3. Hair loss

Hair loss is perhaps an underestimated symptom of Covid-19, often occurring a month or so after acute infection.

In a study of nearly 6,000 people who contracted the new coronavirus, hair loss was the most common post-covid symptom, reported by 48% of participants.

woman with hair loss

Getty Images

Over time, hair grows back normally.

Hair loss was especially prevalent among people who had severe Covid and in white women.

This is believed to be because the hair “feels” the stress on the body — leading to excessive shedding.

In fact, hair loss can also be triggered by other stressful events like childbirth. The good news is that over time your hair will grow back normally.

4. Hearing loss and tinnitus (or tinnitus)

As with other viral infections such as the flu and measles, covid has been found to affect the cells of the inner ear, with hearing loss or tinnitus (a constant ringing sensation in the ear) sometimes after infection.

In a study involving 560 participants, hearing loss was reported in 3.1% of patients with covid-19, while tinnitus occurred in 4.5% of cases.

Another study, with 30 people who were diagnosed with covid-19 and 30 who did not have the disease, none with pre-existing hearing problems, researchers found that covid-19 was associated with damage to the inner ear, leading to hearing problems. at higher frequencies.

Although for the vast majority of patients this resolves on its own, cases of permanent hearing loss related to Covid have been reported.

Why do these symptoms appear?

We don’t understand exactly what causes these symptoms, but we do know that the most important role is played by a process called inflammation.

Inflammation is our body’s natural defense mechanism against pathogens; SARS-CoV-2 in this case. It involves the production of “cytokines” (also called cytokines), proteins that are important in controlling the activity of immune cells.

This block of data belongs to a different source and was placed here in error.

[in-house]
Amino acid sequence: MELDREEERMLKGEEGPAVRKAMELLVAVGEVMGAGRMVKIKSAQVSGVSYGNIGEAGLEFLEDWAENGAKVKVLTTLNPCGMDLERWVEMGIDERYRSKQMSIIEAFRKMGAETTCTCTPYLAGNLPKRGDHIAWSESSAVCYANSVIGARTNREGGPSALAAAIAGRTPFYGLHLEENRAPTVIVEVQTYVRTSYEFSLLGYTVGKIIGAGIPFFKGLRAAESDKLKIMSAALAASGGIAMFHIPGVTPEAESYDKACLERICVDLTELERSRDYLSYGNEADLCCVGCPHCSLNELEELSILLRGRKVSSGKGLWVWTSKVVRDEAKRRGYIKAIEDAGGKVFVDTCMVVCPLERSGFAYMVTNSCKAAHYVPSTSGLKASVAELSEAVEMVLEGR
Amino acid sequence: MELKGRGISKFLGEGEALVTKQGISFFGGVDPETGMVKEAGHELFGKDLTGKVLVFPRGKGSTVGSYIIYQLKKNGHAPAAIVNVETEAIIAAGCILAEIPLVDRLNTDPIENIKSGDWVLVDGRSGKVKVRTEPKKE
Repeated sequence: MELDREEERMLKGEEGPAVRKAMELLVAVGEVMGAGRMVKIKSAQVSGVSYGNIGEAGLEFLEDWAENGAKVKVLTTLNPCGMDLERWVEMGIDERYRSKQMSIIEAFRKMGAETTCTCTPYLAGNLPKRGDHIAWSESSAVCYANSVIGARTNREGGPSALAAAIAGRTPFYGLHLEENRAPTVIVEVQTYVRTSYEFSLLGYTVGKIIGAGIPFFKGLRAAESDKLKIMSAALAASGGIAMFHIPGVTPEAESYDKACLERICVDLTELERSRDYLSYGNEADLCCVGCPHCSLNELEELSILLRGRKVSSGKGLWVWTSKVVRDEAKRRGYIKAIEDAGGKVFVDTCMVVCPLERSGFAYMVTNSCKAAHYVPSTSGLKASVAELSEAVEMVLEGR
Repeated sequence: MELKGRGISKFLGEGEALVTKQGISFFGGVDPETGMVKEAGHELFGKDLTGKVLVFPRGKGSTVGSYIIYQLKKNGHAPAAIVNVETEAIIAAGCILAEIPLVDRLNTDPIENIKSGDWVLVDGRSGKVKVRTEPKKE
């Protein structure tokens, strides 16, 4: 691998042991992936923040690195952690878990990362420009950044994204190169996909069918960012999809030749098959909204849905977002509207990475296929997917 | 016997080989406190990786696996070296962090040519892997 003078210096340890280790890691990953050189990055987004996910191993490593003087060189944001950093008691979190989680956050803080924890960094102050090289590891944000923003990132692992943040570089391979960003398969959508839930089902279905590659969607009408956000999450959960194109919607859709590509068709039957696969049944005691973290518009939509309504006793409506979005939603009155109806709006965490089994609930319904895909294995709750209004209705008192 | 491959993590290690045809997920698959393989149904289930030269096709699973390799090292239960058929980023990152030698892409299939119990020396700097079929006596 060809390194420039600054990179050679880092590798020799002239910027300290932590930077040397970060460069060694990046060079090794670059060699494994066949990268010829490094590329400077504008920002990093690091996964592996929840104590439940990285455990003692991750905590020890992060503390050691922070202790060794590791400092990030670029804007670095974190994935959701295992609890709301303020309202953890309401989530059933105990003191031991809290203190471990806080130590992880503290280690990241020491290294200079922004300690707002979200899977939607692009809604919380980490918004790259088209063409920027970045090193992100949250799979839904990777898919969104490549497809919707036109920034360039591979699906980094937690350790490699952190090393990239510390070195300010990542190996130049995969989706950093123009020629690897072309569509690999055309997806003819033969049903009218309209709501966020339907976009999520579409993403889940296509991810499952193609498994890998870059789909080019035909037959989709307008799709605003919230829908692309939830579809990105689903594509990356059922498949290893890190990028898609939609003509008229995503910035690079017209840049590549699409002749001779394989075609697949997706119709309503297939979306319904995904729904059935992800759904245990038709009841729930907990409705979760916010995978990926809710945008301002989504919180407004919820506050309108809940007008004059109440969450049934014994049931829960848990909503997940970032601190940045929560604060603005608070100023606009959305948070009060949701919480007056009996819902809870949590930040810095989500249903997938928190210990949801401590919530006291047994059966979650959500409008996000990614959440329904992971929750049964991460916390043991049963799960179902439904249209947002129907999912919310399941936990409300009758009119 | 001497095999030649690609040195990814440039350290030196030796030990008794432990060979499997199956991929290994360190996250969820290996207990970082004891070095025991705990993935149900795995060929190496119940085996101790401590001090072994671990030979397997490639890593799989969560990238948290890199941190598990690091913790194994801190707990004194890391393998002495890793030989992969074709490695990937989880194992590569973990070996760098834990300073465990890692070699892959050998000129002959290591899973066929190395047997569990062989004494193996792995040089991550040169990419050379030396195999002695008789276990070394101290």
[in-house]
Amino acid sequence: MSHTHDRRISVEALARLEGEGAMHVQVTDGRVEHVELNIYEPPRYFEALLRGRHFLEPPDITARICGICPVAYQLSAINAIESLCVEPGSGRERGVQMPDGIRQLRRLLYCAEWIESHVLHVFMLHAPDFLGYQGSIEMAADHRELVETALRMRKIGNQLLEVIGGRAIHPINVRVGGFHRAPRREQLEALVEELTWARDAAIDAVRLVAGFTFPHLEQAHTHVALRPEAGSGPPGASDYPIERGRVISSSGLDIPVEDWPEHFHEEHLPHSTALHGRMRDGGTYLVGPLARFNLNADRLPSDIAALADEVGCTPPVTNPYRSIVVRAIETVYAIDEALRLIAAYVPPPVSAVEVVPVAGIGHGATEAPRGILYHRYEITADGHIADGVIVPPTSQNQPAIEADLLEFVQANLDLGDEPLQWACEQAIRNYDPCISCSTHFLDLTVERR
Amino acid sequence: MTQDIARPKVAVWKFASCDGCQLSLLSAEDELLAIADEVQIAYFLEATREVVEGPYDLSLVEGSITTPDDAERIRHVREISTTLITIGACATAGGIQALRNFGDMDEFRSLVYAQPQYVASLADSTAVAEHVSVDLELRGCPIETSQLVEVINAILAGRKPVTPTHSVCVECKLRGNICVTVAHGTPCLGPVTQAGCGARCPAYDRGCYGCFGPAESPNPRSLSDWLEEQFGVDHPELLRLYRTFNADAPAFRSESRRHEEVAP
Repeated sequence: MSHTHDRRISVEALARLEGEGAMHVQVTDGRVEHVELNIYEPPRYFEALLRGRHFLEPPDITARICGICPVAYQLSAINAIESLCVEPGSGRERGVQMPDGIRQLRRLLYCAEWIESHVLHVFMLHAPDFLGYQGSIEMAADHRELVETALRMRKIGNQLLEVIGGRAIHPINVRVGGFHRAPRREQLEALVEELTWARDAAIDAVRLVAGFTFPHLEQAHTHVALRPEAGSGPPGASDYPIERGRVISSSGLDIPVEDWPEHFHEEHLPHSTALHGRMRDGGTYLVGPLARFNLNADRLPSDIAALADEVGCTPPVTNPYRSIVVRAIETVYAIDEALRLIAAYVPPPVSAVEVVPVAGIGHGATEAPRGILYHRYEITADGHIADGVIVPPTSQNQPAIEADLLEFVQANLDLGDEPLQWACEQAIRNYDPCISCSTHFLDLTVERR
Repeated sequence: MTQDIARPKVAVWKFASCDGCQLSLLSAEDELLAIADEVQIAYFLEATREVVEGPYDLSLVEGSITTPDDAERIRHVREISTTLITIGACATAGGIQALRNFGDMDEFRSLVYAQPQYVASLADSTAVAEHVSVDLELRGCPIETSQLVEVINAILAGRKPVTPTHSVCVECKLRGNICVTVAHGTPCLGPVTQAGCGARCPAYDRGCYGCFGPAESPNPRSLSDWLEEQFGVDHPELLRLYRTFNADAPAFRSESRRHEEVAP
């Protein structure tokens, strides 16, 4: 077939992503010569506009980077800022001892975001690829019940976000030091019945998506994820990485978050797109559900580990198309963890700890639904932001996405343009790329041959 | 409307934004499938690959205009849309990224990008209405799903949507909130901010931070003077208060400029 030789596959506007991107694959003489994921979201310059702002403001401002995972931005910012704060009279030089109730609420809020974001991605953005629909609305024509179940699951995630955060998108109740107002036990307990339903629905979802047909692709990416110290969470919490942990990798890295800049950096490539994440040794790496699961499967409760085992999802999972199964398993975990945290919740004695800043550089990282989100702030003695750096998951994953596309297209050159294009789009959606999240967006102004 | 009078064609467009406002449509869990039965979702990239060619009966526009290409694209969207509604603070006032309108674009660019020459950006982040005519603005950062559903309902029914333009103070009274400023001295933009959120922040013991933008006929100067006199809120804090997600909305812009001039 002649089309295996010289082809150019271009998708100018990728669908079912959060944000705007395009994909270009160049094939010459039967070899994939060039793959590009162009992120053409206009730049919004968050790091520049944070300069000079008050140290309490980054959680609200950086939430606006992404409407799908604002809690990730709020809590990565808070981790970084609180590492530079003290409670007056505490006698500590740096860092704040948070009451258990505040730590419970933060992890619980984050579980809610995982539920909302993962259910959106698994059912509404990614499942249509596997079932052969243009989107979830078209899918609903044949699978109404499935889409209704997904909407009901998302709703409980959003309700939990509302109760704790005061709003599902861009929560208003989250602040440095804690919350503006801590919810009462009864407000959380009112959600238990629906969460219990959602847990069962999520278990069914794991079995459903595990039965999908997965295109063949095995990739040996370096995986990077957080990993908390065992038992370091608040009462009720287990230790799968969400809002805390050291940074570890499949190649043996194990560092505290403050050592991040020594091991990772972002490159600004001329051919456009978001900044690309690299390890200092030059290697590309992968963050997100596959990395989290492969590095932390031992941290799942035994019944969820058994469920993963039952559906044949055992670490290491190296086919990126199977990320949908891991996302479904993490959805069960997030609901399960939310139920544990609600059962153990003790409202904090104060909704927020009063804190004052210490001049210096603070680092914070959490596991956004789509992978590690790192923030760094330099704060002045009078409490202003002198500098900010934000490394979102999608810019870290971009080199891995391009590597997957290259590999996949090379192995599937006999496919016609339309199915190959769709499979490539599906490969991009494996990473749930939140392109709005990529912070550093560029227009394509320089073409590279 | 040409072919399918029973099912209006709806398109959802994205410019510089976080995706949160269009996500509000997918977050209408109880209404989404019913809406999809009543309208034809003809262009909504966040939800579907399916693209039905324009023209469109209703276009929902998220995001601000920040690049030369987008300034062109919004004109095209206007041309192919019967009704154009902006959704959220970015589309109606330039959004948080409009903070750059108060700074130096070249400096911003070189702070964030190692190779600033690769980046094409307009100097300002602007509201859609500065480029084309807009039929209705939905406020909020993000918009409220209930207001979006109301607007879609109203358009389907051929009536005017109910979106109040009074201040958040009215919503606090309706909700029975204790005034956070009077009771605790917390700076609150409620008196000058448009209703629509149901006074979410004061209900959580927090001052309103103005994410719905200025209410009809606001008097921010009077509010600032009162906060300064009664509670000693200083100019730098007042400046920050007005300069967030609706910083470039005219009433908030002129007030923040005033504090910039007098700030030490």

Cells secreting cytokines

Getty Images

Cytokines are likely behind the mentioned symptoms

Excessive production of these proteins, as part of the inflammation triggered by Covid infection, can cause sensory deficits, which could explain why some people experience hearing loss and tinnitus.

It can also modify the capillary networks, very small blood vessels that supply blood to organs, including the ears, skin and nails.

The symptoms we describe here are not unique to covid infection. That said, if you notice any of these symptoms, you should get tested for covid, especially if you’re in an area where the virus is circulating.

You may also want to contact your GP, especially if symptoms get worse or cause significant discomfort. At the same time, rest assured that most of these symptoms are likely to improve over time.

*Vassilios Vassilou is Professor of Cardiac Medicine, Ranu Baral is Visiting Research Fellow (FY2 Academic Foundation) and Vasiliki Tsampasian is SpR and NIHR Cardiology Academic Clinical Fellow at the University of East Anglia, UK.

This article was originally published on the academic news site The Conversation and republished here under a Creative Commons license. Read the Spanish version here.


Did you know that the BBC is also on Telegram? Subscribe to the channel.

Have you watched our new videos on YouTube? Subscribe to our channel!

Footer BBC

.

Leave a Reply

Your email address will not be published.